Believe it or not, Keith Aulie took some solid steps forward this season. Last season, he was a fringe NHLer; this season, he made a home for himself on the Bolts’ bottom pairing. It’s important to remember that large defensemen take more time to develop, so at 6’6, and just 23 years old, Aulie is still a few years away from reaching his full potential. He showed a little bit of offensive know-how this season, scoring a pair of goals and a career high seven points – but offense, with Aulie, is never going to be more than a bonus. The key number is Aulie’s icetime, which improved more than 1.5 minutes/game over last season, and by the end of the year Aulie was upping that number by playing more than a minute per game above his season-long average. When Aulie’s on his game, he’s a big, mean defenseman, and the bigger and meaner he plays, the better. His play this season was somewhat typical of a developing player – one game he would stand out, the next he would disappear. Consistency is usually the last piece of the puzzle, and that’s particularly true for big defensemen.
Looking Forward: While Aulie took a step forward this season, no one can be too sure how many more steps he has left in him. At best, he can be a dominating shut-down defenseman. As is, he’s a dependable lower-depth chart guy who can provide solid physical play. With several defense prospects coming down the pipe in Tampa, Aulie will need to continue developing for the sake of basic job security.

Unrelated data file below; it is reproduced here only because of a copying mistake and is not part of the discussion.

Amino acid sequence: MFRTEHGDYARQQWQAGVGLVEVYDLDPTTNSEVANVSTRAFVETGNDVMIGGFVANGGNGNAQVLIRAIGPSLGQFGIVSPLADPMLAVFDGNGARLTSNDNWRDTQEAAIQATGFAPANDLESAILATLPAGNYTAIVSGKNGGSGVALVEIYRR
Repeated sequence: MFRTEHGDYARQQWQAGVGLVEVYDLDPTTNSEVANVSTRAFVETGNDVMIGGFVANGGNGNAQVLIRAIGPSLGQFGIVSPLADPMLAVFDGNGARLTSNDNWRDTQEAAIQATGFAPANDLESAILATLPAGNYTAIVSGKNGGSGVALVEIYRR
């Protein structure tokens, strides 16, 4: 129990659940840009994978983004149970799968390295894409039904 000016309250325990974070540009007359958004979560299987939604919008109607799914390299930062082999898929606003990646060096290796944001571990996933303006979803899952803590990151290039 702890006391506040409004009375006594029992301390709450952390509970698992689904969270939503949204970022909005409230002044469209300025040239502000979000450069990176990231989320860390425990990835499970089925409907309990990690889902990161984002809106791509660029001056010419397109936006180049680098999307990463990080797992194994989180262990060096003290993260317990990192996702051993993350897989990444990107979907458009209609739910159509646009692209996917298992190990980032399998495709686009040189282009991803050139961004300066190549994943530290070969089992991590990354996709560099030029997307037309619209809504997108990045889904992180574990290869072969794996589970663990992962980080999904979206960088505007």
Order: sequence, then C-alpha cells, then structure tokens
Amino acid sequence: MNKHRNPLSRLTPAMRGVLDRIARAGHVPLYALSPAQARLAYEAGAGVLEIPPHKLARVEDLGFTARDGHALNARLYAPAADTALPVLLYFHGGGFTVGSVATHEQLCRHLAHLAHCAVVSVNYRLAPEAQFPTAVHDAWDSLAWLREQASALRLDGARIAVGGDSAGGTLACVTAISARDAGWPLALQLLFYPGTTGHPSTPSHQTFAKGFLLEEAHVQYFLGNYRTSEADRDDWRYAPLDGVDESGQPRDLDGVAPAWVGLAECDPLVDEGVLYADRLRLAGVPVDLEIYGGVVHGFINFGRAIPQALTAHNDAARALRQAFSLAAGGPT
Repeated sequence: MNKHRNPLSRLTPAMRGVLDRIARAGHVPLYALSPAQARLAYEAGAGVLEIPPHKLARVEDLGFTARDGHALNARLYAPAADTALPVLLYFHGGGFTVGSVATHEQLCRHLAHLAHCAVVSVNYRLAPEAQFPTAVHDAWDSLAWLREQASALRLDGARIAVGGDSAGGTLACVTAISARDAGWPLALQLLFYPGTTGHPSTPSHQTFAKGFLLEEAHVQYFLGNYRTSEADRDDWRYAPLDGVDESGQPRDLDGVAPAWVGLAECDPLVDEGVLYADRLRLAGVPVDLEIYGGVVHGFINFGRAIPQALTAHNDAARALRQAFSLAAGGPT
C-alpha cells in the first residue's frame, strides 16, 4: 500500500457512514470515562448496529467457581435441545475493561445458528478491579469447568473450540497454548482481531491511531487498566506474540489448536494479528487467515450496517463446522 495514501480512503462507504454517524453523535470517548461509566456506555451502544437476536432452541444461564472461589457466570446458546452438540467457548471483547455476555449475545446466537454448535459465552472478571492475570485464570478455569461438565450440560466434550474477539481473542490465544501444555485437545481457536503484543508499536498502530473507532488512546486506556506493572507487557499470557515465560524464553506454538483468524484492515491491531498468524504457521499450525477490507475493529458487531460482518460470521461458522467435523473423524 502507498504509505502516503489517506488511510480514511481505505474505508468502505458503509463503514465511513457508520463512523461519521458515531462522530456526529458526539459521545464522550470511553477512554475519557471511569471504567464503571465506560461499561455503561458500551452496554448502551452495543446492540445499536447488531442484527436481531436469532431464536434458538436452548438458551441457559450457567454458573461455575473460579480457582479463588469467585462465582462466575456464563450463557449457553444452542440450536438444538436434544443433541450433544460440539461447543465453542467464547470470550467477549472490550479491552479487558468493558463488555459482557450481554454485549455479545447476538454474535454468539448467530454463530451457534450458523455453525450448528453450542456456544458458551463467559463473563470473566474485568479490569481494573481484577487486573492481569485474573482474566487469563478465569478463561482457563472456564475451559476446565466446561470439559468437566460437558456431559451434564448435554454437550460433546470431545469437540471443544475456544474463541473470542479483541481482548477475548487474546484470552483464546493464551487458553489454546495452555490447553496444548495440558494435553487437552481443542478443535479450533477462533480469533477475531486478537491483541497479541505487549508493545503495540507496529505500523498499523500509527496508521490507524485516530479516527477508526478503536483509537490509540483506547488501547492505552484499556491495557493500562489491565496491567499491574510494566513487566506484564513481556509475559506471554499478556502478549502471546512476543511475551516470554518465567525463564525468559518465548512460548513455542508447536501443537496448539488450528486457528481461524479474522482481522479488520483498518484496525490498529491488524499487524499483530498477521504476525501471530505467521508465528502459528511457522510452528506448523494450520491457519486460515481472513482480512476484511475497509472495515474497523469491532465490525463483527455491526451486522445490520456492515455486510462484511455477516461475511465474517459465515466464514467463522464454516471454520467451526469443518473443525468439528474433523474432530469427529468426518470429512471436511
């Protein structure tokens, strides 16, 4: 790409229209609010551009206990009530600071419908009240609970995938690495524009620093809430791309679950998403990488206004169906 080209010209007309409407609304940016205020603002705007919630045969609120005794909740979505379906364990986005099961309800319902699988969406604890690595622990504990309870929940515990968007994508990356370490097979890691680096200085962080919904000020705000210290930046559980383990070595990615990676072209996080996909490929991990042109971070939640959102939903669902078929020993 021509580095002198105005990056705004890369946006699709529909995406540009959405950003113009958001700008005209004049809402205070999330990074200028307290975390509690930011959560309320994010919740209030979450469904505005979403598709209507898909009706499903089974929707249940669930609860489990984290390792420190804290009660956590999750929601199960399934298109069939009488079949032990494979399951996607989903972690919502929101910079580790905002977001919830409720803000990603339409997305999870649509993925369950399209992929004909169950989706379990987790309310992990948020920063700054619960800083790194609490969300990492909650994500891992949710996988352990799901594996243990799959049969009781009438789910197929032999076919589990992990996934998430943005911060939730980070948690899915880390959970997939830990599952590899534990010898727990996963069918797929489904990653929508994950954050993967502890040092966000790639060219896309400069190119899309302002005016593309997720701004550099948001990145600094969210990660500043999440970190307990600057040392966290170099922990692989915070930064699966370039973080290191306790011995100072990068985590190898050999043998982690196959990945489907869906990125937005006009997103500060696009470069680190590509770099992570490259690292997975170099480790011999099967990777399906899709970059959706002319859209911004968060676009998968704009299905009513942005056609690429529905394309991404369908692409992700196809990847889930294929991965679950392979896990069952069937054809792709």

#6 Sami Salo
(GP)46 (G)2 (A)15 (PTS)17 (+/-)5 (PIM)16 (ATOI)20:59
For much of the season, Sami Salo was undeniably Tampa Bay’s best defenseman. He was the single defenseman that could be counted on to make correct decisions in all situations, time and time again. And he was consistent. Salo was brought in to jump-start the Lightning powerplay, but powerplay production wound up being the least of his contributions. That, however, was part of Tampa Bay’s problem – in a perfect world, Sami Salo is a good defenseman, but he’s not your best defenseman. Luckily, by season’s end, things began to change, and both Victor Hedman and Matt Carle were more dependable.
Looking Forward: If Sami Salo is anything more than a second pairing defenseman and a powerplay specialist, the Tampa Bay Lightning are in trouble. Unfortunately, that was the case for large chunks of this season. At 38, Salo likely doesn’t have much to do with the Bolts’ long-term plans, but he provides wonderful stability in the short-term, and there’s a lot that younger players can learn from him. He rarely makes a bad decision with the puck.
#15 Brian Lee
(GP) 20 (G)0 (A) 0 (PTS) 0 (+/-) -13 (PIM)16 (ATOI)13:55